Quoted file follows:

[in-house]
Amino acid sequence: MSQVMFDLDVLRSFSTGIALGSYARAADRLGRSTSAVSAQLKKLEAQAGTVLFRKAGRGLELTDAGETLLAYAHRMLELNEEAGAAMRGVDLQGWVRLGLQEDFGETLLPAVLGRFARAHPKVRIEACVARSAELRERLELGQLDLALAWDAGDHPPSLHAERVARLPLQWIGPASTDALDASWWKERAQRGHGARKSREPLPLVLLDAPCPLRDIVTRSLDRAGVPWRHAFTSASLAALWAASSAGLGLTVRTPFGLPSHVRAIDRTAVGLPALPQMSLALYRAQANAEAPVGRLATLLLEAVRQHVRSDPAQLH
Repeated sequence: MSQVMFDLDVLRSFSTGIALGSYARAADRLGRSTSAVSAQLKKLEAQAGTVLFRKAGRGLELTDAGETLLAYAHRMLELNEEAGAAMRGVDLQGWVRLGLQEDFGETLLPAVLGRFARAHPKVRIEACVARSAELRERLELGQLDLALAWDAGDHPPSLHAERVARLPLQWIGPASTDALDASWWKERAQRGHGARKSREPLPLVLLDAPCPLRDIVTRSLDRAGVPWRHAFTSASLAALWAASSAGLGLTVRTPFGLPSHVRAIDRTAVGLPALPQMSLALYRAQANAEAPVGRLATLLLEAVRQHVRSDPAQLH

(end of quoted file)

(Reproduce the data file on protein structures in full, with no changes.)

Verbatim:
[in-house]
Amino acid sequence: MSQVMFDLDVLRSFSTGIALGSYARAADRLGRSTSAVSAQLKKLEAQAGTVLFRKAGRGLELTDAGETLLAYAHRMLELNEEAGAAMRGVDLQGWVRLGLQEDFGETLLPAVLGRFARAHPKVRIEACVARSAELRERLELGQLDLALAWDAGDHPPSLHAERVARLPLQWIGPASTDALDASWWKERAQRGHGARKSREPLPLVLLDAPCPLRDIVTRSLDRAGVPWRHAFTSASLAALWAASSAGLGLTVRTPFGLPSHVRAIDRTAVGLPALPQMSLALYRAQANAEAPVGRLATLLLEAVRQHVRSDPAQLH
Repeated sequence: MSQVMFDLDVLRSFSTGIALGSYARAADRLGRSTSAVSAQLKKLEAQAGTVLFRKAGRGLELTDAGETLLAYAHRMLELNEEAGAAMRGVDLQGWVRLGLQEDFGETLLPAVLGRFARAHPKVRIEACVARSAELRERLELGQLDLALAWDAGDHPPSLHAERVARLPLQWIGPASTDALDASWWKERAQRGHGARKSREPLPLVLLDAPCPLRDIVTRSLDRAGVPWRHAFTSASLAALWAASSAGLGLTVRTPFGLPSHVRAIDRTAVGLPALPQMSLALYRAQANAEAPVGRLATLLLEAVRQHVRSDPAQLH